But it’s not so much the concept of the narration that annoyed me, it’s the execution. The freeze frame stuff is only half as annoying as what he is actually saying, which is a lot of meta “look at this crappy horror movie!” type alleged humor. I’m sorry, but when the filmmakers are essentially making fun of me for wanting to watch a monster/splatter movie, they instantly lose a lot of my goodwill. It’s good that they indeed recognize their film’s faults, but calling attention to them in the most annoying way possible seems counterproductive. Hilariously, they point out how once they are finished with a film they never want to watch it again, yet all of these last-minute changes were designed to make a film that they were happier with. So the people who WILL watch it in the years to come won’t enjoy it as much because of the changes made by folks who have no desire in watching it?

Strangely enough, the making of is edited just like the film, albeit within the confines of a documentary. So instead of jarring freeze-frames, there are jarring quick cuts to the film itself, and instead of calling attention to the fact that it’s a movie by having the narrator say so, the editor simply zooms in and removes the color during a lot of the talking head shots, giving it a Natural Born Killers style feel. Again, it’s pretty goddamn annoying; I would suggest just listening to the making of’s audio track and looking at, I dunno, a piece of ham or something.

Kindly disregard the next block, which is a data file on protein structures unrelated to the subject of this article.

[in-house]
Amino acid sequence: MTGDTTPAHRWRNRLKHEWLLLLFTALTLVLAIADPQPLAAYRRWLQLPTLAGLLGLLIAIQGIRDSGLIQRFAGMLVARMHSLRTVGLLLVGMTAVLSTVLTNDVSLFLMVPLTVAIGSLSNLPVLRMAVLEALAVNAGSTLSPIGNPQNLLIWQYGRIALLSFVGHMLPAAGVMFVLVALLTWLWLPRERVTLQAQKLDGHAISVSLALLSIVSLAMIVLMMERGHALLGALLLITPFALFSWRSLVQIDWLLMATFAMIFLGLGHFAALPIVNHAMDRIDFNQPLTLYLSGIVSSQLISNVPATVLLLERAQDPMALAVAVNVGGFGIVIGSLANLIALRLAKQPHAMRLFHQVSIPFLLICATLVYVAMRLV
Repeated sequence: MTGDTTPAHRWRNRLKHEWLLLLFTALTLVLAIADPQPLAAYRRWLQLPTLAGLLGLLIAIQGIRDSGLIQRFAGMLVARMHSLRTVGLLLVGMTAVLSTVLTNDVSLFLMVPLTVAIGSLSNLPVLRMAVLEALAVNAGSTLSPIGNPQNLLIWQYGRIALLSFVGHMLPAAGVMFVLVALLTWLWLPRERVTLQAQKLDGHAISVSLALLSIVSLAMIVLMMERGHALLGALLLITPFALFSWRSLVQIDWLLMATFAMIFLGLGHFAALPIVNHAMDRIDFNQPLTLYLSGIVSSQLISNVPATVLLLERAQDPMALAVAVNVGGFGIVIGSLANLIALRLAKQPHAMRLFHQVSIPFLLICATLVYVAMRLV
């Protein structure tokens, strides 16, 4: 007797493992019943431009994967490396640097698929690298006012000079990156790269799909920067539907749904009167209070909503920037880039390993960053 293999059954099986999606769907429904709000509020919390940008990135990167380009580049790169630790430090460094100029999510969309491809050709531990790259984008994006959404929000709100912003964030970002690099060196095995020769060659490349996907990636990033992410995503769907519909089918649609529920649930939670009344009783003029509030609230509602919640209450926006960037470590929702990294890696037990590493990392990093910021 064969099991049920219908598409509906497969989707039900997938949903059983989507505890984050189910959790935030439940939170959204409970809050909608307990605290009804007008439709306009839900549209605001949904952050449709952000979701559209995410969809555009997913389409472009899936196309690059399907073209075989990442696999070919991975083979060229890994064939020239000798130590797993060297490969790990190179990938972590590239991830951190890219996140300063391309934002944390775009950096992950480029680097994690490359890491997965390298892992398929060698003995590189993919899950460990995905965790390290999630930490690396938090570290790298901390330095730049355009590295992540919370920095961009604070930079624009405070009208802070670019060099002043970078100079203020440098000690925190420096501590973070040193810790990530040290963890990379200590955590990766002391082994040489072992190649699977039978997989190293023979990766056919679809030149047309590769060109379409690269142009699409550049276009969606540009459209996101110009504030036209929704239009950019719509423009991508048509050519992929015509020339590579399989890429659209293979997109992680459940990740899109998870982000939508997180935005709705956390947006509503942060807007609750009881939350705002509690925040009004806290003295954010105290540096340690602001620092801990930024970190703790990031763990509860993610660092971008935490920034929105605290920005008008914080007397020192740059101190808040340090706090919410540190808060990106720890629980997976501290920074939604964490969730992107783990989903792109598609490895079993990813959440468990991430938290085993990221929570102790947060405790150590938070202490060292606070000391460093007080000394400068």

The most surprising thing about the making of, however, is when Mason began talking about his previous film, which was.... Broken! AKA the worst movie of 2007. I hadn’t remembered his name, and the box art for Devil’s Chair wisely doesn’t mention it. I’m glad I didn’t know before I watched the film, as I would have gone with a chip on my shoulder (something I don’t usually do, but man, Broken was REALLY fucking terrible). He mentions the film quite often, and seems pretty proud of it, to the point of sounding arrogant, but I didn’t really mind much. I’d rather a filmmaker (or anyone involved with a film) stuck to his guns about his past work rather than talk about how great it is when its time to promote it, only to slam it while he’s out for the next one (sadly, my hero, one Mr. Walter Bruce Willis, is one of the worst offenders of such behavior). I did get a bit annoyed when he claimed that Broken “isn’t torture porn, because it’s about Stockholm Syndrome”, which is like claiming that Con Air isn’t a high octane action movie because there’s that one part where Nic Cage dances with his wife. It’s torture porn pal, and one of the worst examples of it.